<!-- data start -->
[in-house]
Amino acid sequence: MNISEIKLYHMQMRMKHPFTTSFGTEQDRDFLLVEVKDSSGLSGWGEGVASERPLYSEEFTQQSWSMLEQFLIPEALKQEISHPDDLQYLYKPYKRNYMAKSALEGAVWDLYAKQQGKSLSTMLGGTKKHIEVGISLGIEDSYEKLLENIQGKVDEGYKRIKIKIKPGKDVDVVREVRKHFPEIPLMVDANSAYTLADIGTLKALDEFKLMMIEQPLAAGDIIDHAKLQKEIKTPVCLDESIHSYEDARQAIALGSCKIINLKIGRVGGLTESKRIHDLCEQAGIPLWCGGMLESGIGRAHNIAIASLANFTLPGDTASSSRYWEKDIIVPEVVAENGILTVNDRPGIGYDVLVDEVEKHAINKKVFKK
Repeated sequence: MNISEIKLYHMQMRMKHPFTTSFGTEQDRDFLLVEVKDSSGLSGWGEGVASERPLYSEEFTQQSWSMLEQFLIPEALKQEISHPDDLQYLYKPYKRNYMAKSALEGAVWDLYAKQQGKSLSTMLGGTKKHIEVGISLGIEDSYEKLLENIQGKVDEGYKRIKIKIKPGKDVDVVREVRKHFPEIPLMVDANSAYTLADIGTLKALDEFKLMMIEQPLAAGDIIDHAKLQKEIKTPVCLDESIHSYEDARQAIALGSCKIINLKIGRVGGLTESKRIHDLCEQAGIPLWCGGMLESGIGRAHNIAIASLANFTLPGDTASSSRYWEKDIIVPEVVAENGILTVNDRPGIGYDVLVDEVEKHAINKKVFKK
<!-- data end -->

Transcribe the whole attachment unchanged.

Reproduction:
[in-house]
Amino acid sequence: MNISEIKLYHMQMRMKHPFTTSFGTEQDRDFLLVEVKDSSGLSGWGEGVASERPLYSEEFTQQSWSMLEQFLIPEALKQEISHPDDLQYLYKPYKRNYMAKSALEGAVWDLYAKQQGKSLSTMLGGTKKHIEVGISLGIEDSYEKLLENIQGKVDEGYKRIKIKIKPGKDVDVVREVRKHFPEIPLMVDANSAYTLADIGTLKALDEFKLMMIEQPLAAGDIIDHAKLQKEIKTPVCLDESIHSYEDARQAIALGSCKIINLKIGRVGGLTESKRIHDLCEQAGIPLWCGGMLESGIGRAHNIAIASLANFTLPGDTASSSRYWEKDIIVPEVVAENGILTVNDRPGIGYDVLVDEVEKHAINKKVFKK
Repeated sequence: MNISEIKLYHMQMRMKHPFTTSFGTEQDRDFLLVEVKDSSGLSGWGEGVASERPLYSEEFTQQSWSMLEQFLIPEALKQEISHPDDLQYLYKPYKRNYMAKSALEGAVWDLYAKQQGKSLSTMLGGTKKHIEVGISLGIEDSYEKLLENIQGKVDEGYKRIKIKIKPGKDVDVVREVRKHFPEIPLMVDANSAYTLADIGTLKALDEFKLMMIEQPLAAGDIIDHAKLQKEIKTPVCLDESIHSYEDARQAIALGSCKIINLKIGRVGGLTESKRIHDLCEQAGIPLWCGGMLESGIGRAHNIAIASLANFTLPGDTASSSRYWEKDIIVPEVVAENGILTVNDRPGIGYDVLVDEVEKHAINKKVFKK